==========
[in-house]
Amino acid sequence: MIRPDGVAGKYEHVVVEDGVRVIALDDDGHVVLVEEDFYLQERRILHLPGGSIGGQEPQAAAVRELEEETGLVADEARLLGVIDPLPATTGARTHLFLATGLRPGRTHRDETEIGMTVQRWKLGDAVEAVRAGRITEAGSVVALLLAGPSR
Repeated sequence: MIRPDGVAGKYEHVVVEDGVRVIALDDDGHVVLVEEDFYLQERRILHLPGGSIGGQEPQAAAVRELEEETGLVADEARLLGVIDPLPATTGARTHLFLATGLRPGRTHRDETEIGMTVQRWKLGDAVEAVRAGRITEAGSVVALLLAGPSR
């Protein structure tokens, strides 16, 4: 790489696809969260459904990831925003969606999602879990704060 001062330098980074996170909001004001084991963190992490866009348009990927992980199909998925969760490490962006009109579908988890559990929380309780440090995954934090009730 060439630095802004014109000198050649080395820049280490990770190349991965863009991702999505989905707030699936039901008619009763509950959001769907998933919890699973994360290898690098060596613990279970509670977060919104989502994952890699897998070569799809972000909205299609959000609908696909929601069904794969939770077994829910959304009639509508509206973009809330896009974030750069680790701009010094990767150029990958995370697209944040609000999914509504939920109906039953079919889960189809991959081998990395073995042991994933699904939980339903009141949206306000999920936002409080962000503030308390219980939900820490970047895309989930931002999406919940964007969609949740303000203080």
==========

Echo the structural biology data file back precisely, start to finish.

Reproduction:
[in-house]
Amino acid sequence: MIRPDGVAGKYEHVVVEDGVRVIALDDDGHVVLVEEDFYLQERRILHLPGGSIGGQEPQAAAVRELEEETGLVADEARLLGVIDPLPATTGARTHLFLATGLRPGRTHRDETEIGMTVQRWKLGDAVEAVRAGRITEAGSVVALLLAGPSR
Repeated sequence: MIRPDGVAGKYEHVVVEDGVRVIALDDDGHVVLVEEDFYLQERRILHLPGGSIGGQEPQAAAVRELEEETGLVADEARLLGVIDPLPATTGARTHLFLATGLRPGRTHRDETEIGMTVQRWKLGDAVEAVRAGRITEAGSVVALLLAGPSR
């Protein structure tokens, strides 16, 4: 790489696809969260459904990831925003969606999602879990704060 001062330098980074996170909001004001084991963190992490866009348009990927992980199909998925969760490490962006009109579908988890559990929380309780440090995954934090009730 060439630095802004014109000198050649080395820049280490990770190349991965863009991702999505989905707030699936039901008619009763509950959001769907998933919890699973994360290898690098060596613990279970509670977060919104989502994952890699897998070569799809972000909205299609959000609908696909929601069904794969939770077994829910959304009639509508509206973009809330896009974030750069680790701009010094990767150029990958995370697209944040609000999914509504939920109906039953079919889960189809991959081998990395073995042991994933699904939980339903009141949206306000999920936002409080962000503030308390219980939900820490970047895309989930931002999406919940964007969609949740303000203080």